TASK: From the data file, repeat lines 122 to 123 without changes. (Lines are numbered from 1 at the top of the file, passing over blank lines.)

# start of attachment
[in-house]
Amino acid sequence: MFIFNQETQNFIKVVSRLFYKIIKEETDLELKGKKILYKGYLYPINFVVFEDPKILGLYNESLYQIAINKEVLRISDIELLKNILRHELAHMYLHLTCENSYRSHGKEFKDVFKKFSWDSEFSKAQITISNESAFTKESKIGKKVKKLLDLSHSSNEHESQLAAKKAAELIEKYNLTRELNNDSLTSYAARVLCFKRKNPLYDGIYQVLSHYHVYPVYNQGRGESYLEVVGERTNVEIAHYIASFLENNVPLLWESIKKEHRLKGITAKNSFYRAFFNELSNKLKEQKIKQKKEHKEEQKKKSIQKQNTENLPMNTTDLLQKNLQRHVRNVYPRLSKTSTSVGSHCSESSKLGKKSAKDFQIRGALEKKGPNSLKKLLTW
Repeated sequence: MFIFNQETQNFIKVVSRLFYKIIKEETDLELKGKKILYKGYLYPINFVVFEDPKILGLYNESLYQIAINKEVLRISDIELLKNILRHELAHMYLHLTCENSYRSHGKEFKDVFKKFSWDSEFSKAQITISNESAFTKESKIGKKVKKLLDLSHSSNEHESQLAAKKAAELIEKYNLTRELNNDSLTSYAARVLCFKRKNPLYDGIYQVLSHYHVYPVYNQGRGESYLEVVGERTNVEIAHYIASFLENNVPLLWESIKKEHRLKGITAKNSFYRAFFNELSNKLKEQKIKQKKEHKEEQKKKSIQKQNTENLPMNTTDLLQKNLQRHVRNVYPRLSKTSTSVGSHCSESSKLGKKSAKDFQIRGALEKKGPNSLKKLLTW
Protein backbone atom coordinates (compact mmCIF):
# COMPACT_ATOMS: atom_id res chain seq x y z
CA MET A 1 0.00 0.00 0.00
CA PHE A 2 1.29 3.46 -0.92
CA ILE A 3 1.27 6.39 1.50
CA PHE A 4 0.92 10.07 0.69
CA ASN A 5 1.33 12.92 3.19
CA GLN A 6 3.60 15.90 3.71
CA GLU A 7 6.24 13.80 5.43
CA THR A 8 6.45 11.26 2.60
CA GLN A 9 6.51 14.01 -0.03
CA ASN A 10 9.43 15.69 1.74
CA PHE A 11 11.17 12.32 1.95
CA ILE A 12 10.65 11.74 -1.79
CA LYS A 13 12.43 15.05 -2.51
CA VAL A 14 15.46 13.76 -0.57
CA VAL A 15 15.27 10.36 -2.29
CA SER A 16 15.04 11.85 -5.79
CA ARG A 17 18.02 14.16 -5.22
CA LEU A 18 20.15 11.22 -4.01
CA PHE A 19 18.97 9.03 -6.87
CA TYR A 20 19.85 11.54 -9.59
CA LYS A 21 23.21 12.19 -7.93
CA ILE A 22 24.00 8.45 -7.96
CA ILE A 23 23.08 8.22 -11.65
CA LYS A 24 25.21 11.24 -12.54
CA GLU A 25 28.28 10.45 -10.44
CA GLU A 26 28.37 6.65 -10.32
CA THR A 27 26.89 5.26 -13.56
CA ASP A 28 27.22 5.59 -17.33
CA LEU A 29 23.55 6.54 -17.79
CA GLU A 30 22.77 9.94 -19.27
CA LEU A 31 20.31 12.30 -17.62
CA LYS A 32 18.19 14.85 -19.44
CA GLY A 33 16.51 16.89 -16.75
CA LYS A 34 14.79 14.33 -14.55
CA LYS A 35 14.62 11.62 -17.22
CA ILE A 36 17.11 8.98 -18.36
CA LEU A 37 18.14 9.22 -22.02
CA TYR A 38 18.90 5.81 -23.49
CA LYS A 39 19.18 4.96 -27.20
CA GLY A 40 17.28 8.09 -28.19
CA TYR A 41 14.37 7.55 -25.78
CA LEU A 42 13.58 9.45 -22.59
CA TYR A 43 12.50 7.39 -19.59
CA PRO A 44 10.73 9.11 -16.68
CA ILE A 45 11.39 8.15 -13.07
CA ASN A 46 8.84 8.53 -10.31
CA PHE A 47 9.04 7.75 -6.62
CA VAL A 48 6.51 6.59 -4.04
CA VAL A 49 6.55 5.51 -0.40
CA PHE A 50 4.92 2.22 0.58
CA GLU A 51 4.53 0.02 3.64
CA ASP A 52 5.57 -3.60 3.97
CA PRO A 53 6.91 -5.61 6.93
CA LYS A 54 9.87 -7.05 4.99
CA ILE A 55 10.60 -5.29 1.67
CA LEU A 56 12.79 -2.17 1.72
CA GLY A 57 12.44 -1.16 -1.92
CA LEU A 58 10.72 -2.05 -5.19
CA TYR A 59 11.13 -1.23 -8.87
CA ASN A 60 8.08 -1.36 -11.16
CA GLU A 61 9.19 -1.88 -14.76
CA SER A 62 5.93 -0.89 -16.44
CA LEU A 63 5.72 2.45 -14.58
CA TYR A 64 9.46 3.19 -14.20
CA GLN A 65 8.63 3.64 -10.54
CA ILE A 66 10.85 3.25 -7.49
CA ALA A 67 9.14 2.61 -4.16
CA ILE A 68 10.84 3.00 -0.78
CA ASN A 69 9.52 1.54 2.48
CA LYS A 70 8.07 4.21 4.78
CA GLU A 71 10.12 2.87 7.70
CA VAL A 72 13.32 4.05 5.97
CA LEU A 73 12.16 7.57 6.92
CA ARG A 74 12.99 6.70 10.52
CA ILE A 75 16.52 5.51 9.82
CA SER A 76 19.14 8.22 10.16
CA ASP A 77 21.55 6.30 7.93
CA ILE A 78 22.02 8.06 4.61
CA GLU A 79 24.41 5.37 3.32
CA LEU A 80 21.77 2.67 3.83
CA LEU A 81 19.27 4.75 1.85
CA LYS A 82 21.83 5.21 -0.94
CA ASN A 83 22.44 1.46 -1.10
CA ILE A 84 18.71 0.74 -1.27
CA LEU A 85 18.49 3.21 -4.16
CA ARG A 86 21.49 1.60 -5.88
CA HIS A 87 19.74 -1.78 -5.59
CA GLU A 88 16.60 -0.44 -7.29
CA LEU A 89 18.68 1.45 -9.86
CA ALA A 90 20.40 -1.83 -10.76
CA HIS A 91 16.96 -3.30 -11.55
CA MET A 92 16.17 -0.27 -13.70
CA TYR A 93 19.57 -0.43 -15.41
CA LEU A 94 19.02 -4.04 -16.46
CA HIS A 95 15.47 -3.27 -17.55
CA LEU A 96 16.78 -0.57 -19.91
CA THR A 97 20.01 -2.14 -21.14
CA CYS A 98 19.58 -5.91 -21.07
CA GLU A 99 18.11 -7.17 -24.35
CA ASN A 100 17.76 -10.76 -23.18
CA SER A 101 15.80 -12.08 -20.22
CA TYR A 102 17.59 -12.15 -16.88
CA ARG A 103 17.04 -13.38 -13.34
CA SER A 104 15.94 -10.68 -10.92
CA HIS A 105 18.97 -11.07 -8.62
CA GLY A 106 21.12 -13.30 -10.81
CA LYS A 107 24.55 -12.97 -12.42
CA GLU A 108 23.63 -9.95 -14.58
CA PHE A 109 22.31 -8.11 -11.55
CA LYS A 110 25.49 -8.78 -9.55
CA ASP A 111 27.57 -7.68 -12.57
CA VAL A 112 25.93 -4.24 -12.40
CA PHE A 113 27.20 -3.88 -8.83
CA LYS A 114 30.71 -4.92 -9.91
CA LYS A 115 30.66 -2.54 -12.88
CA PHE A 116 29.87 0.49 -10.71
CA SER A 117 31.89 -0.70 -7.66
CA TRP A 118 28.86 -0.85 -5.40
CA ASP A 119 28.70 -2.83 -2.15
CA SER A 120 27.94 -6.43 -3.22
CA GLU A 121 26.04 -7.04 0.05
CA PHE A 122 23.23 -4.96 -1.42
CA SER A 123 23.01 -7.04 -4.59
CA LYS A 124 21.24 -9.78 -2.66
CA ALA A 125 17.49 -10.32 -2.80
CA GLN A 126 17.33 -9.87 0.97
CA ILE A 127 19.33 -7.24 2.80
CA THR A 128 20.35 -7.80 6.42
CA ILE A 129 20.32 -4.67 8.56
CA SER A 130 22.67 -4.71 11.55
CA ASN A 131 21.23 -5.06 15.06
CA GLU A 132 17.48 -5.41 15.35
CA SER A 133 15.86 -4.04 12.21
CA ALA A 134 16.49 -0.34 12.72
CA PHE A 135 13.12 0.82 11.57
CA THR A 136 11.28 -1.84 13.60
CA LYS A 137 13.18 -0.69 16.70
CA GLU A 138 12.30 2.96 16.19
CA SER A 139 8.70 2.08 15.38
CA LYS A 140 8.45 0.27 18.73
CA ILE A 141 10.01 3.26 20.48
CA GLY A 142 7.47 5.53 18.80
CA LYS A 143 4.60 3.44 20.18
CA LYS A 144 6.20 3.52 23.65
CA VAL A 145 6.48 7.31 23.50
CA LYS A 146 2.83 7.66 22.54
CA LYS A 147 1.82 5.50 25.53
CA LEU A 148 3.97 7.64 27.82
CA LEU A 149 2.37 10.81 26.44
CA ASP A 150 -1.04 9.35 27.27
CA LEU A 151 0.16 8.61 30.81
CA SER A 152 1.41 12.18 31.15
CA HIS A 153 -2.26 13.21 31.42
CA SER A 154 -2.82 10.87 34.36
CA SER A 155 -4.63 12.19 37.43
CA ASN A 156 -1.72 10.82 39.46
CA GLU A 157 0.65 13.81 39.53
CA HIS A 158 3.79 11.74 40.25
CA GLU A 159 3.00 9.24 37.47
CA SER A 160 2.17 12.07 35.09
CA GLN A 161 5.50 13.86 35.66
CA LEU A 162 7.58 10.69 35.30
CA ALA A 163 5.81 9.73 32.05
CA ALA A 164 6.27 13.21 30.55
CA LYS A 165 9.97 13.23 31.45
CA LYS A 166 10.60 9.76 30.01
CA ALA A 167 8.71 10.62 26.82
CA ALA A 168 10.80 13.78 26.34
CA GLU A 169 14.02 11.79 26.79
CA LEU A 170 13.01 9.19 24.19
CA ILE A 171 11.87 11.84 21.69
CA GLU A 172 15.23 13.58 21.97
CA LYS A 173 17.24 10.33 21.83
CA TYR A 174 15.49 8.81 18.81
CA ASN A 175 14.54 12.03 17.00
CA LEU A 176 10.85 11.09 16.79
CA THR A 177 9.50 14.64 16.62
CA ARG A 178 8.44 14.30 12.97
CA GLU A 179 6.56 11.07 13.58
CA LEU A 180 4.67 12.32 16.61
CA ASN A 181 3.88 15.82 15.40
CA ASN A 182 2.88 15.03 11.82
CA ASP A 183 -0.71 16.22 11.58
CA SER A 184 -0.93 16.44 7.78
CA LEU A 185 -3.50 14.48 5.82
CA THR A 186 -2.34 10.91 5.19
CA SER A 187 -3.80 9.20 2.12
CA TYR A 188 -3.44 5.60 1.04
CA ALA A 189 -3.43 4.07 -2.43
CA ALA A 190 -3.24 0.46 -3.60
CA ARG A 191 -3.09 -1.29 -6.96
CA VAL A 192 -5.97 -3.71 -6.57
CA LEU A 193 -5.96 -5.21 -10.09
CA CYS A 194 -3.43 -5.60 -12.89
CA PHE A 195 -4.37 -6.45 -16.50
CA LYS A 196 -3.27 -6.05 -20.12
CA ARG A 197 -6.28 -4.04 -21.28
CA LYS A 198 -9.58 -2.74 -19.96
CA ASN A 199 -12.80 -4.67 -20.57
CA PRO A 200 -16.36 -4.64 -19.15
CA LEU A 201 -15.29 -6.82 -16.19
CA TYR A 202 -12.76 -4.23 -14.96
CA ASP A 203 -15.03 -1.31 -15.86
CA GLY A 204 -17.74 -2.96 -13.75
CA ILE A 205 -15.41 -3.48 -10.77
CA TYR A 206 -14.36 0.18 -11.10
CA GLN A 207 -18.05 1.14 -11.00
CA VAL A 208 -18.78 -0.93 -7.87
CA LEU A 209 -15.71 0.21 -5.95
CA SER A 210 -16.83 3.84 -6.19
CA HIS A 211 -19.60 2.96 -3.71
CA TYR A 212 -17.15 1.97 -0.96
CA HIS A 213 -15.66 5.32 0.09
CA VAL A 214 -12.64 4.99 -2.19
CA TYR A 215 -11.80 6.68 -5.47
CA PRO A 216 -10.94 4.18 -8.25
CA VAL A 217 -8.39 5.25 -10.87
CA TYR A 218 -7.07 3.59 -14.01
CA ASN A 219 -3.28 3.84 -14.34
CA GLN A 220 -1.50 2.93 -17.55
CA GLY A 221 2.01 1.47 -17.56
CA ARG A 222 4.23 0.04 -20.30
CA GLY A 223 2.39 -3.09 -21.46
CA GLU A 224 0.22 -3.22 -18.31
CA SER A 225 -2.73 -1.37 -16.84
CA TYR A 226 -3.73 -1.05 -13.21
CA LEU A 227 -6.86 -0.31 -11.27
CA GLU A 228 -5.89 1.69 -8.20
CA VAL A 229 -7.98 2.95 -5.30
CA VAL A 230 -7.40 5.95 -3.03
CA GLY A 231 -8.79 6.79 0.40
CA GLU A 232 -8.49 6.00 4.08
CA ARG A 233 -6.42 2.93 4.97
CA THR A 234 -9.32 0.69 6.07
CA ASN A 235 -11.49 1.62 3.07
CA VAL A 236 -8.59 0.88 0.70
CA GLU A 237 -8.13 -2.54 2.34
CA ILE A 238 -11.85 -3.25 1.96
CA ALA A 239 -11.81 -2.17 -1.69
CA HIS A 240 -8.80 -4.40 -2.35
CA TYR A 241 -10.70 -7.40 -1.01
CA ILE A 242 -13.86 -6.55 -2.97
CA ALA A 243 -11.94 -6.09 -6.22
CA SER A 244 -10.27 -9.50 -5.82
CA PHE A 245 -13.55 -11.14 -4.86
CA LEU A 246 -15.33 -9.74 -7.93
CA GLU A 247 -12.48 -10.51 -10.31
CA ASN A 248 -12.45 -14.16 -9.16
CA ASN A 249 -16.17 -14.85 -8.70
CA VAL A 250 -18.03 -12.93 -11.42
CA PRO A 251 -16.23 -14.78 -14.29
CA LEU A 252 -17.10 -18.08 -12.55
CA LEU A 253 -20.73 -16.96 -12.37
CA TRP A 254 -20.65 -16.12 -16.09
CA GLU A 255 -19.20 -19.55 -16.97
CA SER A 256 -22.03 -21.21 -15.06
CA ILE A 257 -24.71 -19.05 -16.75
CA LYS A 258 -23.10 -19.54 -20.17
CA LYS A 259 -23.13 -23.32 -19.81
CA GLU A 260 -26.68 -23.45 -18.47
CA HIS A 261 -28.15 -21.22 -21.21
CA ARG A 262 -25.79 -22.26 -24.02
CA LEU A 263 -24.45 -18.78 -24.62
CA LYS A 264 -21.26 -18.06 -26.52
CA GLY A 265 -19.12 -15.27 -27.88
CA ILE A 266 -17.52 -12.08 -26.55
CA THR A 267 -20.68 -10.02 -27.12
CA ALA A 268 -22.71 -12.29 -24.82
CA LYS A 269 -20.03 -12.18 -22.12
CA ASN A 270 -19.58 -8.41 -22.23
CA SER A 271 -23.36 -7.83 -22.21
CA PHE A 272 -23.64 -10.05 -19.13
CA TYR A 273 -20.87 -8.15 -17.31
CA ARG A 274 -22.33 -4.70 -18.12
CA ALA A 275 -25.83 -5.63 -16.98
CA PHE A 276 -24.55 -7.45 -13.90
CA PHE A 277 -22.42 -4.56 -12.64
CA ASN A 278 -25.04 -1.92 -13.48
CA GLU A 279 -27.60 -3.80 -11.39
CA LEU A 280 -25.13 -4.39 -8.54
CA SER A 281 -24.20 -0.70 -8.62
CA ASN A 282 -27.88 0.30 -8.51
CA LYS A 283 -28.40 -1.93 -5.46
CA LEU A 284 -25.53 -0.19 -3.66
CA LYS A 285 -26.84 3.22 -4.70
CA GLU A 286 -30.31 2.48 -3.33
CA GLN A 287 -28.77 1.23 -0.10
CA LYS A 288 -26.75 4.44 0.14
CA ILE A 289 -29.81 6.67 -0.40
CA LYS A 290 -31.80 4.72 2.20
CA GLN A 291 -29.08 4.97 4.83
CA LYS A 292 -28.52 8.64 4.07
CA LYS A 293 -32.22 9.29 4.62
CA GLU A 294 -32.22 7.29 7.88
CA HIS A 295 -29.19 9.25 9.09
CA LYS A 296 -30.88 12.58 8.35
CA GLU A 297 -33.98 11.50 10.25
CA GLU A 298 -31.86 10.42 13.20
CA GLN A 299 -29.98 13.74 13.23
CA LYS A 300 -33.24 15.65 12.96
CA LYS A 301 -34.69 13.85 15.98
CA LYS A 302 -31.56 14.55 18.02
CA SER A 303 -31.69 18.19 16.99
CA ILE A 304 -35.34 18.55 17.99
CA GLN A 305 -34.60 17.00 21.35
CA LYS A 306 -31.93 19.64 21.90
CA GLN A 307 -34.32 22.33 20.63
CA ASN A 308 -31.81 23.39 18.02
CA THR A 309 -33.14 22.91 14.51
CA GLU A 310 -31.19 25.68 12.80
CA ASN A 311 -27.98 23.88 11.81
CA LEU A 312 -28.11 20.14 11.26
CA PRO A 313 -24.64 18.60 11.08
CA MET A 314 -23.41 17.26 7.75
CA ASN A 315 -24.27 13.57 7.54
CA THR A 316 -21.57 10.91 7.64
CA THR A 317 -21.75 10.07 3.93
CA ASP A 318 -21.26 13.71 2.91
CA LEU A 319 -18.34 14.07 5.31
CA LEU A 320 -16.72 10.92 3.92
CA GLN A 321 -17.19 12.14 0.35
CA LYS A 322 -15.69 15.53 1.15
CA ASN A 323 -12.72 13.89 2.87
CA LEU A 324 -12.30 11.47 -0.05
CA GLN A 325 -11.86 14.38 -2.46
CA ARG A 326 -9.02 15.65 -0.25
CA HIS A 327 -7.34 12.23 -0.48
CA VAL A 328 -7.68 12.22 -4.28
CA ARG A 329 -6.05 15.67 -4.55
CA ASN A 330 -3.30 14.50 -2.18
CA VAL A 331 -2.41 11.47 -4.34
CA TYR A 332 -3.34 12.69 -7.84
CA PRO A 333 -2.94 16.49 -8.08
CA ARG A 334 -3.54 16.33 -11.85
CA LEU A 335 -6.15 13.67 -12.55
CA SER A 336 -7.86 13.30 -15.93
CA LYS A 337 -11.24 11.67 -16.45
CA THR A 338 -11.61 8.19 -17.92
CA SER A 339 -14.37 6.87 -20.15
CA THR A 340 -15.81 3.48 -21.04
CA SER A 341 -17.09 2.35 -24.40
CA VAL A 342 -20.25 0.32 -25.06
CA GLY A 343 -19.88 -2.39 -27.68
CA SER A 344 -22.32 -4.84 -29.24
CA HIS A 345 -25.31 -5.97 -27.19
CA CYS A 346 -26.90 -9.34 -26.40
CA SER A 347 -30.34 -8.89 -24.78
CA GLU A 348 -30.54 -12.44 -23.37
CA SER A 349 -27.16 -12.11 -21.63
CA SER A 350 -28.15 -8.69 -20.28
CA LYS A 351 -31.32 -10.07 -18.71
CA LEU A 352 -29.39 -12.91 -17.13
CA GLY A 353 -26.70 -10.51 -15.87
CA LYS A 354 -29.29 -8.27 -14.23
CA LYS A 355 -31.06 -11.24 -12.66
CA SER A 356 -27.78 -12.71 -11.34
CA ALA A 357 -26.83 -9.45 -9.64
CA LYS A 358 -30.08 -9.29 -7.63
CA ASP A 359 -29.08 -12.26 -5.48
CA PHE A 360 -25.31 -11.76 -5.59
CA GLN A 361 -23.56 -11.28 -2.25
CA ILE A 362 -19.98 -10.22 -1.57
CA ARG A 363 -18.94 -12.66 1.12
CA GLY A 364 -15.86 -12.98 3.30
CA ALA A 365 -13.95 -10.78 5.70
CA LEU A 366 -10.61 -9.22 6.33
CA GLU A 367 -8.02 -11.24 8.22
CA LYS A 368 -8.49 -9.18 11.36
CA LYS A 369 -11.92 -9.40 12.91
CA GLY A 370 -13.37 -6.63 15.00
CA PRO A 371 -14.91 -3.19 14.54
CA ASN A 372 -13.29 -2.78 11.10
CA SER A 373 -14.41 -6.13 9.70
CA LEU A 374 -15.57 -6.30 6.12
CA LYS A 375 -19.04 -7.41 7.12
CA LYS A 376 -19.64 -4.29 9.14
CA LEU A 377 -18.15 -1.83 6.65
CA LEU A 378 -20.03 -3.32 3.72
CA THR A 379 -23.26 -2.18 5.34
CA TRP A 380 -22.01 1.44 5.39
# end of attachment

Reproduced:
CA SER A 117 31.89 -0.70 -7.66
CA TRP A 118 28.86 -0.85 -5.40